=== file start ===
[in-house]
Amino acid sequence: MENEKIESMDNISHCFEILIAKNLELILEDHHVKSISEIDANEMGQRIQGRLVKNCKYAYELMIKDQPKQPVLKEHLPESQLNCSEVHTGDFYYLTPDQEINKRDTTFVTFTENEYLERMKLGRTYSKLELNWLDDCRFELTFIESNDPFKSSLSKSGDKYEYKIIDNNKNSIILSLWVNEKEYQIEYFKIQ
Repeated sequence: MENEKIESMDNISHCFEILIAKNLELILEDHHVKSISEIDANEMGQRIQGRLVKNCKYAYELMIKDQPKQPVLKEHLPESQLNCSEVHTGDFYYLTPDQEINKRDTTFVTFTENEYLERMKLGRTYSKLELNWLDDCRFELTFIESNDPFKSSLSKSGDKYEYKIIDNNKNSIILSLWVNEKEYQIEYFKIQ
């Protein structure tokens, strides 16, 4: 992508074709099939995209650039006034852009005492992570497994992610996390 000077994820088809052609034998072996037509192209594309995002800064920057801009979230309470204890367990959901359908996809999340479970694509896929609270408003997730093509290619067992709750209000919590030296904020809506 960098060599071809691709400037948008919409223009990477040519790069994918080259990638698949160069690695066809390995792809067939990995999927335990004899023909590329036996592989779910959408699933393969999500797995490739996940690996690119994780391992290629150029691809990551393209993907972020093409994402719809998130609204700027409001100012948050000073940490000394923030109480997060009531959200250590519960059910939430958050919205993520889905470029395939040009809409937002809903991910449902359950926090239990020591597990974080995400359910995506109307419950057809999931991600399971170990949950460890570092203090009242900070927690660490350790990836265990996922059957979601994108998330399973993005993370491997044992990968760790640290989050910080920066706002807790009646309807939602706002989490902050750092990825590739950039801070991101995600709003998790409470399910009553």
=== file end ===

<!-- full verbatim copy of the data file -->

[in-house]
Amino acid sequence: MENEKIESMDNISHCFEILIAKNLELILEDHHVKSISEIDANEMGQRIQGRLVKNCKYAYELMIKDQPKQPVLKEHLPESQLNCSEVHTGDFYYLTPDQEINKRDTTFVTFTENEYLERMKLGRTYSKLELNWLDDCRFELTFIESNDPFKSSLSKSGDKYEYKIIDNNKNSIILSLWVNEKEYQIEYFKIQ
Repeated sequence: MENEKIESMDNISHCFEILIAKNLELILEDHHVKSISEIDANEMGQRIQGRLVKNCKYAYELMIKDQPKQPVLKEHLPESQLNCSEVHTGDFYYLTPDQEINKRDTTFVTFTENEYLERMKLGRTYSKLELNWLDDCRFELTFIESNDPFKSSLSKSGDKYEYKIIDNNKNSIILSLWVNEKEYQIEYFKIQ
């Protein structure tokens, strides 16, 4: 992508074709099939995209650039006034852009005492992570497994992610996390 000077994820088809052609034998072996037509192209594309995002800064920057801009979230309470204890367990959901359908996809999340479970694509896929609270408003997730093509290619067992709750209000919590030296904020809506 960098060599071809691709400037948008919409223009990477040519790069994918080259990638698949160069690695066809390995792809067939990995999927335990004899023909590329036996592989779910959408699933393969999500797995490739996940690996690119994780391992290629150029691809990551393209993907972020093409994402719809998130609204700027409001100012948050000073940490000394923030109480997060009531959200250590519960059910939430958050919205993520889905470029395939040009809409937002809903991910449902359950926090239990020591597990974080995400359910995506109307419950057809999931991600399971170990949950460890570092203090009242900070927690660490350790990836265990996922059957979601994108998330399973993005993370491997044992990968760790640290989050910080920066706002807790009646309807939602706002989490902050750092990825590739950039801070991101995600709003998790409470399910009553």